Racing against time, Sari’s mother is desperate to obtain proper treatment for her disfigured and desperately ill son. “Nothing that the United States did after the war was really conducive to putting into place plans for reconstruction and development,” said the filmmaker. “And as the security situation deteriorated primarily as the result of United States policies, the foreign contractors who were, in effect, responsible for doing these things—rebuilding schools, hospitals—were less interested in working in the country, but they had the money, so...”
Mrs. Zegum receives a small stipend for taxis back and forth to the hospital. The hospital is losing money on Sari and the doctors tell his mother to go ask for the equivalent of a $10 increase from the president of Iraq. As she maneuvers through the bureaucracy, Sari’s health deteriorates. Longley explained that the woman is asking for an increase in her stipend on the grounds that the government is responsible for her son’s condition, since it resulted from a blood transfusion administered at a public hospital.
Commenting on the post-invasion situation in Iraq, Longley said: “I don’t think the idea was to establish a ‘democratic’ Iraq, and I say that because that’s not what they [US officials] did. They came in, they had a completely different plan. They brought in these people from the outside, they installed them as a governing council. And then they hired a private company from North Carolina for tens of millions of dollars to establish these local governing councils in every town and village.
“Everything was done by private companies. And then these local councils, which had been installed by the United States, were supposed to select a national parliament. So you would have the indirect selection by the United States, through its contractors, of the national government, which would then produce a constitution and everything else. That was their plan. People said they didn’t have a plan. That was their plan.”
When asked about his thoughts on Iraq’s descent into civil war, Longley replied: “The American occupiers, from the lessons of history—considering what the British did in India, what the French did in Algeria—will get more and more desperate and the attacks will get more and more desperate, and there’ll be more violence.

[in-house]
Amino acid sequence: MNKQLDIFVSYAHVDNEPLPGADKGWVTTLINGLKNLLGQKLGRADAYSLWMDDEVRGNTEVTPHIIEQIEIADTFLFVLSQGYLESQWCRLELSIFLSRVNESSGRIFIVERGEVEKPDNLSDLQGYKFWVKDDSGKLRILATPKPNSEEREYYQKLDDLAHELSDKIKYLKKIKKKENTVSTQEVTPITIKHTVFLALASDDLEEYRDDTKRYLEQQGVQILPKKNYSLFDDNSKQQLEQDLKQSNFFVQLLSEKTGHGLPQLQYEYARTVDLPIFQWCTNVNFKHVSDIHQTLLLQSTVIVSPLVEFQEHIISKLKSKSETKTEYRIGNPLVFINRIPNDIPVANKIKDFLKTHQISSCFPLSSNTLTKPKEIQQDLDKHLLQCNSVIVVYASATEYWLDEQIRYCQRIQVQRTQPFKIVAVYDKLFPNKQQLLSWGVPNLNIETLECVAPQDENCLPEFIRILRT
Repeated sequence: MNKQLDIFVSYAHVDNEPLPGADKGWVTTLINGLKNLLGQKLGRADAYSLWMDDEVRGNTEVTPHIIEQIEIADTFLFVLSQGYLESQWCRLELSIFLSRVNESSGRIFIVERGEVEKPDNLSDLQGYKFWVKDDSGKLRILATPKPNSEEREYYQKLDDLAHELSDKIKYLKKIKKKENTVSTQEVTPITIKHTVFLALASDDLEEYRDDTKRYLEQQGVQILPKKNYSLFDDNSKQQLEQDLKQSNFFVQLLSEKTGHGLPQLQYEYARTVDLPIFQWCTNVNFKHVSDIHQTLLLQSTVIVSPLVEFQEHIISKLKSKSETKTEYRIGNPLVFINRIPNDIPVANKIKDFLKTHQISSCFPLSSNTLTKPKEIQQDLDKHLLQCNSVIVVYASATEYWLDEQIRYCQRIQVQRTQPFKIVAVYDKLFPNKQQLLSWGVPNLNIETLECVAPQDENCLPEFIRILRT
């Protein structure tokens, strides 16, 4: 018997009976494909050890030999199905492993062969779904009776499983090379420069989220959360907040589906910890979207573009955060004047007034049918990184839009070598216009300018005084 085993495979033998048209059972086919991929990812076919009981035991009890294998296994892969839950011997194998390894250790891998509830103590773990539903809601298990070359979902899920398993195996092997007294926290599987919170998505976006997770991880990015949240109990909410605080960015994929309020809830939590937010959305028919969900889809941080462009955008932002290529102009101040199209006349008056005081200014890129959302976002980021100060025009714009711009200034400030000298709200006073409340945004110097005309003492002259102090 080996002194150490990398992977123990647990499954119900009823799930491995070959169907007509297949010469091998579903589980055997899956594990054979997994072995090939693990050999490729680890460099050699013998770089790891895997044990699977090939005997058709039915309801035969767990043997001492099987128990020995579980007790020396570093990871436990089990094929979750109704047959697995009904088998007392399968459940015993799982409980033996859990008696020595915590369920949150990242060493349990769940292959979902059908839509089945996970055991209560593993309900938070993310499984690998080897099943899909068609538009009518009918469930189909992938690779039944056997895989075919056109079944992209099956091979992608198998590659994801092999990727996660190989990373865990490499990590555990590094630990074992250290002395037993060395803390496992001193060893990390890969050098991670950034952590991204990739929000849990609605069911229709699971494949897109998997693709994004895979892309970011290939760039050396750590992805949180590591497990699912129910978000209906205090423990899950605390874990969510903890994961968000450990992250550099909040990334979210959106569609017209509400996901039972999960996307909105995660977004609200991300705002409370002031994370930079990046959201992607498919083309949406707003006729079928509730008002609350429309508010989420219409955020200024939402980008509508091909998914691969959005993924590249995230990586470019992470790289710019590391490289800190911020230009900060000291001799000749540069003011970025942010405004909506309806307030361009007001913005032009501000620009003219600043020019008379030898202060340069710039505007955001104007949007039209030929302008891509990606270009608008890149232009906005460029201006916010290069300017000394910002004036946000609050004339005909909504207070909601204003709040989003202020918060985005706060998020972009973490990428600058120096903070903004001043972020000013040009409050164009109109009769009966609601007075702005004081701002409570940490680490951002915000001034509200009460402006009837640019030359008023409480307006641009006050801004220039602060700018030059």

“As long as you have the United States as an unpopular occupying force supporting the government, that government is not going to be supported by the people. The only way you can stop it is to remove the United States from the region and allow the Iraqis to govern themselves. But as long as the Americans are there, it’s a recipe for dividing the society and having a civil war. It’s possible that [a war against] Iran may be their exit strategy from Iraq.”
It is noteworthy that an increasing number of films are concerned with the US predations in the Middle East, displaying varying degrees of awareness and conscientiousness. Among these, the works of James Longley and Michael Tucker/ Petra Epperlein stand out as some of the most serious and perceptive. The documentarians have risked life and limb to record the reality of the colonial enterprise in Iraq for both its Iraqi and American victims.
As substantial and valuable as the accomplishments are, it would be a mistake not to point to certain limitations. In general, the filmmakers continue to leave a whole number of critical questions unanswered, including the history of the region, the driving forces of the American intervention, the roots of Islamic fundamentalism and the associated political problems in the Middle East. The films are clear-sighted and intelligent, and winningly crafted, but narrow in their scope.
One is tempted to say, deliberately narrow. And this tendency seems associated with some of the weaknesses of the prevailing contemporary documentary style, which eschews any kind of political analysis or generalization. According to this outlook, the filmmaker simply records the immediately given, makes no judgments, offers little or no perspective. ‘Let the facts speak for themselves.’